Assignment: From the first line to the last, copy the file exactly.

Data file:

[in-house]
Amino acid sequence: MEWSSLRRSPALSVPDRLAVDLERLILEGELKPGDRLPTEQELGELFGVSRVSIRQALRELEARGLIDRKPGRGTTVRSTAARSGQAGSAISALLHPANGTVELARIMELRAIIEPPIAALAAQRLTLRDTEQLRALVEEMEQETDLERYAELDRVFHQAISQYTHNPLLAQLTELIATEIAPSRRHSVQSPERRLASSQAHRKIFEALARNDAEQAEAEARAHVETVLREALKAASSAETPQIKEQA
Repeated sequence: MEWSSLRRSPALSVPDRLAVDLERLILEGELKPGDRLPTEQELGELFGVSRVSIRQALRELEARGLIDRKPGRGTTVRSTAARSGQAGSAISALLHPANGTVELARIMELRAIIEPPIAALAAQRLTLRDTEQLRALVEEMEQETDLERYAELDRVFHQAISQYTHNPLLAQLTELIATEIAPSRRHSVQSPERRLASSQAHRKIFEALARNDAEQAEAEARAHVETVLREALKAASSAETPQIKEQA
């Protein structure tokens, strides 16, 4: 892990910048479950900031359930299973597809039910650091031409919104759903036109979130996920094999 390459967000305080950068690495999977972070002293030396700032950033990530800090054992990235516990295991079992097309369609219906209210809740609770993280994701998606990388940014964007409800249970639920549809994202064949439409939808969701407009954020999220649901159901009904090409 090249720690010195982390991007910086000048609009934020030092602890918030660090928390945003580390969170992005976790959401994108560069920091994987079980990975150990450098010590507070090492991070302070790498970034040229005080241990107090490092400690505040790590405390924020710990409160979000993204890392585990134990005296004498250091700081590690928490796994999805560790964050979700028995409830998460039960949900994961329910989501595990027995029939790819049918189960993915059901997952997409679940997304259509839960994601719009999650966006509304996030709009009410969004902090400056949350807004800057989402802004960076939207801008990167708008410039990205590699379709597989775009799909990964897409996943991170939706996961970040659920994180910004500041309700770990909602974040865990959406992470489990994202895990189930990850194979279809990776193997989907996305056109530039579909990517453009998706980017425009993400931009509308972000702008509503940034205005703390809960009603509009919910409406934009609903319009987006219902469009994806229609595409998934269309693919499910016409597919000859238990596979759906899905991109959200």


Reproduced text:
[in-house]
Amino acid sequence: MEWSSLRRSPALSVPDRLAVDLERLILEGELKPGDRLPTEQELGELFGVSRVSIRQALRELEARGLIDRKPGRGTTVRSTAARSGQAGSAISALLHPANGTVELARIMELRAIIEPPIAALAAQRLTLRDTEQLRALVEEMEQETDLERYAELDRVFHQAISQYTHNPLLAQLTELIATEIAPSRRHSVQSPERRLASSQAHRKIFEALARNDAEQAEAEARAHVETVLREALKAASSAETPQIKEQA
Repeated sequence: MEWSSLRRSPALSVPDRLAVDLERLILEGELKPGDRLPTEQELGELFGVSRVSIRQALRELEARGLIDRKPGRGTTVRSTAARSGQAGSAISALLHPANGTVELARIMELRAIIEPPIAALAAQRLTLRDTEQLRALVEEMEQETDLERYAELDRVFHQAISQYTHNPLLAQLTELIATEIAPSRRHSVQSPERRLASSQAHRKIFEALARNDAEQAEAEARAHVETVLREALKAASSAETPQIKEQA
């Protein structure tokens, strides 16, 4: 892990910048479950900031359930299973597809039910650091031409919104759903036109979130996920094999 390459967000305080950068690495999977972070002293030396700032950033990530800090054992990235516990295991079992097309369609219906209210809740609770993280994701998606990388940014964007409800249970639920549809994202064949439409939808969701407009954020999220649901159901009904090409 090249720690010195982390991007910086000048609009934020030092602890918030660090928390945003580390969170992005976790959401994108560069920091994987079980990975150990450098010590507070090492991070302070790498970034040229005080241990107090490092400690505040790590405390924020710990409160979000993204890392585990134990005296004498250091700081590690928490796994999805560790964050979700028995409830998460039960949900994961329910989501595990027995029939790819049918189960993915059901997952997409679940997304259509839960994601719009999650966006509304996030709009009410969004902090400056949350807004800057989402802004960076939207801008990167708008410039990205590699379709597989775009799909990964897409996943991170939706996961970040659920994180910004500041309700770990909602974040865990959406992470489990994202895990189930990850194979279809990776193997989907996305056109530039579909990517453009998706980017425009993400931009509308972000702008509503940034205005703390809960009603509009919910409406934009609903319009987006219902469009994806229609595409998934269309693919499910016409597919000859238990596979759906899905991109959200």